Nowadays, cameras can tell you exactly where you were when you took a photo, as well as exactly when you took it. But I can’t be doing with all that. I prefer taking photos like this one as I do my out-and-abouting, that say, as this one does, “You Are Here”:
And that one says it in French. Excellent.
We’re in the Pompidou Centre in Paris, in the bitterly cold February of 2012. Even remembering how cold that visit was makes me shudder now. But the Pompidou Centre itself was warm enough, and the views in it and from it were most diverting.
I have quite a few Paris postings here now, but have yet to transfer any of the postings from the old blog that I did about that earlier 2012 trip . My favourite, from a more recent and much warmer visit, featured my all time favourite food photo.
Two photos I took within moments of each other at Vauxhall Station, in January 2011:
I show you that one because I really like it. The Three-Eyed Elephant-and-Castle Tower looked particularly good when isolated, as it no longer is, and when framed by stuff in the foreground.
And then there’s this one, which does not score nearly so well for artistic effect, but which does show you that the Shard was then in the process of being constructed:
There the Shard is, or at any rate what they’d so far done of the concrete spine of it, on the left.
I can remember having friendly disagreements with Michael Jennings about whether they’d actually build that Thing, despite all their protestations that they would. I thought they’d build it, because I’m a pathological optimist. He doubted it, because he did. Because of that, the building will always have, for me, a slightly miraculous quality about it. Michael only had to have been a bit more right than he was (and we are talking about a man who is very right indeed about a lot of things), and like the Helter Skelter, the Shard might never have happened.
Here are some photos I took in and around City Island in 2017, while it was in the process of being constructed:
As you can see, there are maps and images as well as photos of the finished objects, to tell you what this place was going to be like. And cranes.
City Island is a particularly perfect illustration of what Modernist Architecture has now become, and as I have said here before, I quite like it. I especially like how City Island has what amounts to a moat around it, which gives it the appearance of a micro-Manhattan.
I entirely understand why Ancientists think that Ancientist architecture should also be allowed, and I’d also quite like to see more of that. But I suspect that if there were more of that, even the protagonists of such buildings would find themselves being somewhat disappointed, both in how others react and in how they find themselves feeling about what they were in theory so keen on seeing.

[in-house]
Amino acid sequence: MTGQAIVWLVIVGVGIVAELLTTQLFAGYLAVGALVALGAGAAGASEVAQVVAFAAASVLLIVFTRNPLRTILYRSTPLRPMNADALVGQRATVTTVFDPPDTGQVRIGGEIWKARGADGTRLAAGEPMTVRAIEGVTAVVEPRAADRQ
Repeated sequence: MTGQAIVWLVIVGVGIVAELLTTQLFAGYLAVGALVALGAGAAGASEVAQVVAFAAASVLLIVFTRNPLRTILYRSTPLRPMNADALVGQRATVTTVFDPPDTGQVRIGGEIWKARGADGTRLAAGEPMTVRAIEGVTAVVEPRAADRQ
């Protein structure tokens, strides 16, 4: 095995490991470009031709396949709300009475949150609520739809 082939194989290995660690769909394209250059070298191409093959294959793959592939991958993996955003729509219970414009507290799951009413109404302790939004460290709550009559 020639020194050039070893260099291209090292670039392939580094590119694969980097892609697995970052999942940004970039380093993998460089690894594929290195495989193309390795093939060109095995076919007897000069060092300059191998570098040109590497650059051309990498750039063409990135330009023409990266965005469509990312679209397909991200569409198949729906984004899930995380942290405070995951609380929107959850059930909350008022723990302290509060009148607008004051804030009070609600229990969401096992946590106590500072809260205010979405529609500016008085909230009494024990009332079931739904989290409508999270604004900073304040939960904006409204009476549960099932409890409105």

The basic aesthetic problem that new building of the sort we see on City Island is the sheer amount of it that is liable to be happening at any given moment. If lots of buildings are required, all for some similar purpose, then whatever gets built is liable to start out looking and feeling rather meaningless. And that emphatically will apply, I believe, if a mass of fake-Ancient buildings is what happens. That is awfully liable, at least to begin with, to look all fake and no Ancient. To look, in short, meaningless. So, why fight it? Why not build what makes economic sense, in a style that is rather bland, but efficient and reasonably smart looking, and be done with it?
What gives meaning to buildings is not just the way they look when they first appear; it is the life and the work that subsequently get lived and done in them. Because of those things, buildings acquire a particular character, and people start to have positive feelings about those buildings, provided of course the life and work they associate with the buildings is something they also have a positive feeling about.
If people hate what happens in new buildings, they’ll hate the buildings and yearn to see them destroyed, no matter what style they were built in.
I was out and about in the Victoria Station area this morning, and it was very cold and very bad photoing light. But, taxis with adverts usually photo well. I saw two taxi adverts I’d not see before.
This, for perfume:
And this, for I don’t know what, but I’d not seen it before:
It had the look of the sort of advert that only happens when when the real advertising is happening a lot less, and they have spare slots going.
Because, that was my overriding impression. Hardly any taxis with adverts, whether I’d seen them before or not. And lots of taxis without adverts:
The ratio was about three or four to one, no advert to advert.
Then, the clincher:
That’s right, a taxi with an advert for taxi adverts. A taxi advert in both senses, in other words. An advert for taxi adverts, on a taxi.
So, here is just another business going through very bad times. Has anyone, I wonder, committed suicide because he’s in the taxi advert business, and is heading for unavoidable financial disaster? It’s not a silly question.
There are just fewer people, and in particular far fewer high spenders and deciders-of-these-things, wandering about in London being influenced by such adverts.
I hear conflicting rumours and stories about just how bad, medically speaking, the Coronavirus story really is. In particular, I am hearing that it’s not just deaths that are freaking out the decision-makers, but the serious and often long-term damage done to people who don’t die. But I am still strongly of the belief that the cure is one hell of a lot more damaging than the disease.